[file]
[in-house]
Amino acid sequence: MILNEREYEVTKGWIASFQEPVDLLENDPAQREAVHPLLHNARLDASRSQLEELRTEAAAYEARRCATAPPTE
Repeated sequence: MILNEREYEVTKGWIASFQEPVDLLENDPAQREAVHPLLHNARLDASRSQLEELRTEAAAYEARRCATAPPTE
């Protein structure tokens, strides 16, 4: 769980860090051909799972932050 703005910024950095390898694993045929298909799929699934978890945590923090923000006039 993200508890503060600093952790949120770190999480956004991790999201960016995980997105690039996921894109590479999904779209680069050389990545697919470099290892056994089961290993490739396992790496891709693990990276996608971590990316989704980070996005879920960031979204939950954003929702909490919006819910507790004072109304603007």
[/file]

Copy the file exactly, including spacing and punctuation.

[in-house]
Amino acid sequence: MILNEREYEVTKGWIASFQEPVDLLENDPAQREAVHPLLHNARLDASRSQLEELRTEAAAYEARRCATAPPTE
Repeated sequence: MILNEREYEVTKGWIASFQEPVDLLENDPAQREAVHPLLHNARLDASRSQLEELRTEAAAYEARRCATAPPTE
């Protein structure tokens, strides 16, 4: 769980860090051909799972932050 703005910024950095390898694993045929298909799929699934978890945590923090923000006039 993200508890503060600093952790949120770190999480956004991790999201960016995980997105690039996921894109590479999904779209680069050389990545697919470099290892056994089961290993490739396992790496891709693990990276996608971590990316989704980070996005879920960031979204939950954003929702909490919006819910507790004072109304603007």